Indian Motoplane (1933). Creation of perfection for Jelle.

Auto Motor Klassiek » Engines » Indian Motoplane (1933). Creation of perfection for Jelle.
There classics purchasing (copy)

The real classic motorcycle connoisseur knows immediately what makes this Indian Motoplane from 1933 unique. “The engine where everything is”, was the text of the advertisement in the 30s. An engine with great pulling power and speed, but also with enormous endurance. The twin-cylinder was developed for the sporty rider who was disappointed in the performance of the Indian Standard Scout.

By: Dirk de Jong

For Jelle it is a motorized delicacy that has a special place in his museum 'De Veteraan' in Metslawier in Friesland. According to the experts, only 400 copies of this type of Motoplane were built, of which 200 came to Europe at the time. That only happened in 1933. Now the number of copies that are left can be counted on one hand. 

The Great Depression of the 30s

It was a difficult time for Indian Motors. It was decided to make it possible for three types to build in different engines, but to keep everything the same in order to save the necessary extra costs. The Indian Scout Junior got a 500 cc engine and the Indian Prince was the cheapest with a 350 cc engine. However, the Indian riders were disappointed in the Standard Scout's replacement of the 101 Pathfinder. So came the Indian Motoplane. He got the largest power source of 750 cc. That power source was screwed into a frame of the Indian Prince. However, that was too much of a good thing for the light frame. The project only lasted a year before it was cancelled. 

Any one in the Netherlands? 

This is probably the only Indian Motoplane in the Netherlands. The 750cc Indian has the power and speed of an OHV, and according to the 30s ad it is: quiet, runs very smoothly and can handle the powerful torque in city traffic without shifting into top gear. 


This Indian Motoplane was registered in America in 1933 and came to the Netherlands in 1972. Despite his advanced age, he is still vital and ready for the road. No, not polished, straight from the hidden in an old barn to the sunlight. 


The enthusiastic advertisement (in old Dutch) tries to persuade the disappointed Indian enthusiast of those days with this text:

“Riding the Indian Motoplane. Open the throttle and you will experience a new sensation. You do with him what you will. Indian Motoplane, the all-in-one engine for just $200. For 795 Dutch guilders, it will more than meet your requirements in terms of reliability and comfort. Your costs with this engine will be greatly reduced! A long life due to the processed Indian materials with superior properties.” Speaking of longevity, the Indian Motoplane is almost 90 years old!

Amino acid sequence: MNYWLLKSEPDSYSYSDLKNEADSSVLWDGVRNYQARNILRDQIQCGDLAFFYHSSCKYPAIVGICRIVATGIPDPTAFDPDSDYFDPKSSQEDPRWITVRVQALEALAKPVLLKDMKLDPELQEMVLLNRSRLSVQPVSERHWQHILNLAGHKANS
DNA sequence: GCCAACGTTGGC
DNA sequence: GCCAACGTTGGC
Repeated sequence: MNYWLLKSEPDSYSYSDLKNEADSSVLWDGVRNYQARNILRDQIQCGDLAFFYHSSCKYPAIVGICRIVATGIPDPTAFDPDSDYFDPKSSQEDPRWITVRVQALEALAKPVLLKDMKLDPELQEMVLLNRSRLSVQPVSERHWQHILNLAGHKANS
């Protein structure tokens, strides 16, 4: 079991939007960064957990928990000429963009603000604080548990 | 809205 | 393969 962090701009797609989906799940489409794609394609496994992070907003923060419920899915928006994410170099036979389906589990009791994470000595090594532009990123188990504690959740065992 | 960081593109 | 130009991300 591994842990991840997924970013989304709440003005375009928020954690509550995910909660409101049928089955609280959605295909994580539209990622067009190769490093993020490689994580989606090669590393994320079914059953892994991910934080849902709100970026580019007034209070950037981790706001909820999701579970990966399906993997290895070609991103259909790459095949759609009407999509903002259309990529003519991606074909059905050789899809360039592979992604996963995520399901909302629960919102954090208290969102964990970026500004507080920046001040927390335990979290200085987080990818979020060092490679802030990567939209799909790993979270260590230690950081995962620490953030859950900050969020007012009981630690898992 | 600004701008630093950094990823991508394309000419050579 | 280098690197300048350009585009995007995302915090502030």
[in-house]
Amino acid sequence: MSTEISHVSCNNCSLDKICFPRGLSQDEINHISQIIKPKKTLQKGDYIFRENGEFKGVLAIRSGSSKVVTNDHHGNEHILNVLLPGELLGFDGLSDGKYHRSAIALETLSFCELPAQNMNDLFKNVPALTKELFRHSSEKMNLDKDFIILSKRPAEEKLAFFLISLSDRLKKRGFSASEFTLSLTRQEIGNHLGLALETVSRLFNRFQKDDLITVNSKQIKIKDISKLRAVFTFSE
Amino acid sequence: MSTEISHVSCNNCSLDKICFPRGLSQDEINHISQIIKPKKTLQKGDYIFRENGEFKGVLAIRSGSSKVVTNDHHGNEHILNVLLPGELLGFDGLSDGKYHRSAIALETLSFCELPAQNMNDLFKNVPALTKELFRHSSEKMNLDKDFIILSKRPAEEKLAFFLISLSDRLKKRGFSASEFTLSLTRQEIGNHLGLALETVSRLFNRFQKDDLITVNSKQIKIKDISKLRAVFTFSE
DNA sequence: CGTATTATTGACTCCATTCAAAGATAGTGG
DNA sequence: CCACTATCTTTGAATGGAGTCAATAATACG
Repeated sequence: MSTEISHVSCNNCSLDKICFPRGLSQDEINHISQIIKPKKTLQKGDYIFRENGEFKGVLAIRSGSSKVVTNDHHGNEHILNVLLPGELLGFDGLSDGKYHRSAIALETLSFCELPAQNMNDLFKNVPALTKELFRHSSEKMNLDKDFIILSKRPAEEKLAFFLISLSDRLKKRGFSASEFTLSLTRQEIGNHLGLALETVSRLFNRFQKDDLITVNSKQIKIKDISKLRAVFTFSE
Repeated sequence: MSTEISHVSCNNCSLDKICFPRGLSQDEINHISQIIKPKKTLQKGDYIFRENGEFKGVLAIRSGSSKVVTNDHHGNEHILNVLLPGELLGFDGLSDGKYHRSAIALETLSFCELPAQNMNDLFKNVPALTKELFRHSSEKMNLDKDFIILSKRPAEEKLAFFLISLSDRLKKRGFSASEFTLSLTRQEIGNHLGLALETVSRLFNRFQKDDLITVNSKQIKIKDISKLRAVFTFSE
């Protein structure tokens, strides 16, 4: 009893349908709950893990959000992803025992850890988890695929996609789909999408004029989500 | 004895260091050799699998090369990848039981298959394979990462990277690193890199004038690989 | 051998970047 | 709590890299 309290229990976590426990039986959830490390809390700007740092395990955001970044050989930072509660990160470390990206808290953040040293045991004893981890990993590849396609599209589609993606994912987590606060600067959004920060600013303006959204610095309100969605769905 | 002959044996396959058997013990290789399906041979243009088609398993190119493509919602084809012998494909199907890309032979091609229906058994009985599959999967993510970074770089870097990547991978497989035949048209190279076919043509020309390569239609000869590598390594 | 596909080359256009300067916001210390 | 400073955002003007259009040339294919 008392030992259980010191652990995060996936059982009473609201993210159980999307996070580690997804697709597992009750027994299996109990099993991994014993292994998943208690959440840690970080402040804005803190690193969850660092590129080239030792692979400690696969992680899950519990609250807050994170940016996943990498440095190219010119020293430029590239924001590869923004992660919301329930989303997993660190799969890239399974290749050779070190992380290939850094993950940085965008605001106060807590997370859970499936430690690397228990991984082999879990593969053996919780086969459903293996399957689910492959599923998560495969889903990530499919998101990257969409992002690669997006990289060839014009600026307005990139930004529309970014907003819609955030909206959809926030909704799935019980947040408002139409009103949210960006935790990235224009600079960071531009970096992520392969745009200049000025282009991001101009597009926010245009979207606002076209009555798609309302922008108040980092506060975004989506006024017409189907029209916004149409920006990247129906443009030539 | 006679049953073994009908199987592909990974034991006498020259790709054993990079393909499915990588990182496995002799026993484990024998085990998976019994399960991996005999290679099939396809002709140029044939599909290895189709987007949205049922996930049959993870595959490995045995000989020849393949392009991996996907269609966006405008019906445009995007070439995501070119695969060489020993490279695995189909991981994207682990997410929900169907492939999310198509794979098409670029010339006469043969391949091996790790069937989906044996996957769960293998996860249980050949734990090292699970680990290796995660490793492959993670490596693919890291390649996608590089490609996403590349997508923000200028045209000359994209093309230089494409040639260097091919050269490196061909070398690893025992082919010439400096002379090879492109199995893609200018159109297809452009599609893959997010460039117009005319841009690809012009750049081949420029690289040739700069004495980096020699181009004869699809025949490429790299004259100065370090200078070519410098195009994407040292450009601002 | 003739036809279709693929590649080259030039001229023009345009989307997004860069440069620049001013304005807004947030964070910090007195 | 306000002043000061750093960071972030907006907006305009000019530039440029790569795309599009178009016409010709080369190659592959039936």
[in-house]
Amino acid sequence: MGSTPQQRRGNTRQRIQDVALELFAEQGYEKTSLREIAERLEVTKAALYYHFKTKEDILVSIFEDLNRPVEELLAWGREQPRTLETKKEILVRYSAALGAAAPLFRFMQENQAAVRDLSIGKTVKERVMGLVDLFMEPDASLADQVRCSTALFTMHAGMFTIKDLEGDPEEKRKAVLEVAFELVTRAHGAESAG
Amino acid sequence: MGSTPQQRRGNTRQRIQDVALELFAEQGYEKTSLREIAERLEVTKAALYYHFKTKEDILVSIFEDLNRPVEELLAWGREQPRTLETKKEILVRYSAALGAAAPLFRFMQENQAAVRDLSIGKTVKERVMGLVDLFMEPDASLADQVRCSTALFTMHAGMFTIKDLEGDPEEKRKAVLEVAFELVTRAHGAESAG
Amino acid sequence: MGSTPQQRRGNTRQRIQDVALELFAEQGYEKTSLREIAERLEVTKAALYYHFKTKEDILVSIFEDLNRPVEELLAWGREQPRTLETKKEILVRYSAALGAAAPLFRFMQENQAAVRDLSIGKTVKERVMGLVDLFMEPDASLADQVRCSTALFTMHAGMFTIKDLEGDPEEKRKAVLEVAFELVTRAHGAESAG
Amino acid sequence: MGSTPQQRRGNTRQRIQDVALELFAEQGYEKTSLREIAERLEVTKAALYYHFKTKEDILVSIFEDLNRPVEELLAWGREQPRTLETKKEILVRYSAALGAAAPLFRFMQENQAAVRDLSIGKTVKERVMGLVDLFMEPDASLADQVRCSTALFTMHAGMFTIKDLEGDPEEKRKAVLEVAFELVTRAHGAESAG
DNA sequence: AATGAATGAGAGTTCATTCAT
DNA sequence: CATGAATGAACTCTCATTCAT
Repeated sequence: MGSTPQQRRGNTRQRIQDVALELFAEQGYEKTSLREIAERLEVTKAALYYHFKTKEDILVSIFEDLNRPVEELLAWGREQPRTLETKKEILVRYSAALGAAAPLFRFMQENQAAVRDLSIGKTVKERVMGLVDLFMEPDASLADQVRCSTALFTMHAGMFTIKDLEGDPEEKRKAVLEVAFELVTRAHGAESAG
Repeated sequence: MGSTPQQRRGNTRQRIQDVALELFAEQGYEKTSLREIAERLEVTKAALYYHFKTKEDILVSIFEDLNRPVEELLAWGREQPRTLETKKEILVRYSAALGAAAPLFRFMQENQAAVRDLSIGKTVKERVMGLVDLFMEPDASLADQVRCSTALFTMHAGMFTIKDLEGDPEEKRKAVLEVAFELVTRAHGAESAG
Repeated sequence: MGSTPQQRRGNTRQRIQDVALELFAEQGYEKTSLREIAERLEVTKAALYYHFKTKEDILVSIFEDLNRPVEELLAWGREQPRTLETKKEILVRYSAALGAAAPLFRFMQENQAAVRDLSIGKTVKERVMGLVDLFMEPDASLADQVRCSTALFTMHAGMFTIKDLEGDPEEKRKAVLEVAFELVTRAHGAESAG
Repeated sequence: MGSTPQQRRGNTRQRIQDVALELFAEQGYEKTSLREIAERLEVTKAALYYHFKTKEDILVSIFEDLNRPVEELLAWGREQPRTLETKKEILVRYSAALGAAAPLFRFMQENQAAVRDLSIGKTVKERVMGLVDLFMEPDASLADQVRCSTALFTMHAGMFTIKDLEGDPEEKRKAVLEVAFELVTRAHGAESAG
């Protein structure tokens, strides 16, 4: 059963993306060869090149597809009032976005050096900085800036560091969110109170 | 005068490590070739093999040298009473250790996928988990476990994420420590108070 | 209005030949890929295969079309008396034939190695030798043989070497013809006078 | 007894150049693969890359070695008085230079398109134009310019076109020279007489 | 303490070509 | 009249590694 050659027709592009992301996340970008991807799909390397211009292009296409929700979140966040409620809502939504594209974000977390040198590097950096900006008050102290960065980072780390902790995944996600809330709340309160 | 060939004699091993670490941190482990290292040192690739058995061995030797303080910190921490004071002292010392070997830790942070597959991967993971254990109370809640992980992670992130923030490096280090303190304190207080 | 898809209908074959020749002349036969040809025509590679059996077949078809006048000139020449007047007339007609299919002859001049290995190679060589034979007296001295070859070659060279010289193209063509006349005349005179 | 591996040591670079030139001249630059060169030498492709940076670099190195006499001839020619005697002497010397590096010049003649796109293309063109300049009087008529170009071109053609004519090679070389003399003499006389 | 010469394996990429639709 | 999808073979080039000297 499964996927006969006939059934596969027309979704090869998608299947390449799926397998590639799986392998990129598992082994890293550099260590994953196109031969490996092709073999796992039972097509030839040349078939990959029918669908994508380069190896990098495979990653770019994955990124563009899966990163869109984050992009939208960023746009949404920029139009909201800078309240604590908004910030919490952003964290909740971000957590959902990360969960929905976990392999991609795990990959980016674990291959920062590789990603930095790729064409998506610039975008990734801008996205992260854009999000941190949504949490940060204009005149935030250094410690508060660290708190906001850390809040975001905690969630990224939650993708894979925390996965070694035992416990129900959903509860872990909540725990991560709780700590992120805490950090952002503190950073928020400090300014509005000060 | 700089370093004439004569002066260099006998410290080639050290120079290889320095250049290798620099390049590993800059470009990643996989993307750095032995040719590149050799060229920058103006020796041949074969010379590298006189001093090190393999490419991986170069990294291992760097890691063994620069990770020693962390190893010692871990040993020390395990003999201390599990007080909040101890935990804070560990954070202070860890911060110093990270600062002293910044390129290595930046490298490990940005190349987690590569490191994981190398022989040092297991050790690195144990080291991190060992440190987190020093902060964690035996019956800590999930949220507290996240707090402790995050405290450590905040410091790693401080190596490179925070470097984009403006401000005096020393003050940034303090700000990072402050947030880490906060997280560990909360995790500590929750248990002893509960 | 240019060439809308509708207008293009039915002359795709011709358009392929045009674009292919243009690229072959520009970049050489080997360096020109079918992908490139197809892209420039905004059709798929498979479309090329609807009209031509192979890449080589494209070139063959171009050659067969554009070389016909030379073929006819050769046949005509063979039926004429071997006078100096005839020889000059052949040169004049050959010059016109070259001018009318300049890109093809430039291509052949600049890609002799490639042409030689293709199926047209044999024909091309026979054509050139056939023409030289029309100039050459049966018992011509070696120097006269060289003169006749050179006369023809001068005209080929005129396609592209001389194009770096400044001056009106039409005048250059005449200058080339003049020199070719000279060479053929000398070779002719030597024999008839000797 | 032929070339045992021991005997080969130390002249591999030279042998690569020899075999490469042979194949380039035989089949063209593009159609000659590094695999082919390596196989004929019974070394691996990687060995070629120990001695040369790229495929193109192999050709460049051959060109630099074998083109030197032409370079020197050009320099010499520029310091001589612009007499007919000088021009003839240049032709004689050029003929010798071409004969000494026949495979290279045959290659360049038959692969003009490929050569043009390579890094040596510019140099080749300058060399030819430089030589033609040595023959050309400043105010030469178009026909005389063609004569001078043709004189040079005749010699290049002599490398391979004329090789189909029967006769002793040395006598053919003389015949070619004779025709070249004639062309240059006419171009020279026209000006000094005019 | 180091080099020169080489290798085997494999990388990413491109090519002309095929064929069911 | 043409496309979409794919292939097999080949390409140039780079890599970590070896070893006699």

What stamina

To be able to afford a purchase now, the wallet will also have to have a lot of stamina. So calling the asset manager beforehand seems to be good advice. Because if you find it, you can count on a hefty purchase price. And will you ever find one? Certainly not in an original condition like our model. 

More stories about classic engines through this link.

We can use you as a subscriber of Auto Motor Klassiek, subscribe via this link.


Select other newsletters if necessary

We won't send you spam! Read our privacy policy for more information.

If you like the article, please share it...


  1. Beautiful engine.
    Max has a nice collection of motorcycles in Raalte in his American Motorcycle Museum Holland.
    Next week during the Ascension weekend there will be the annual AMCA fair, so you can feast your eyes on all that beauty from bygone times!

  2. There used to be several Indians at Mad Max in Zwolle, but also HD and jukeboxes. I don't know if he has or had it.
    Can't find it online so don't know if it still exists.

  3. 67 years ago my old gentleman exchanged his Indian for a second-hand Aero Minor due to the fact that my family started to number 3 people, one too many for the Indian. That was the end of 10 years of Indian riding, during which rides to Austria and Switzerland were not shunned. What I know is only hearsay, but his Indian had a TOP speed of about 80km/h, so a trip to the Alps was really a trip back then. (By the way, the Aero Minor didn't go much faster, the top of which I believe was 90 km/h).

  4. I know a little bit about that other American. A lot less of the competitor, but I had never heard of a "motoplane". You keep learning here.

Give a reaction

The email address will not be published. Required fields are marked with *

Maximum file size of upload: 8 MB. You can upload: afbeelding. Links to YouTube, Facebook, Twitter and other services inserted in the comment text will be automatically embedded. Drop files here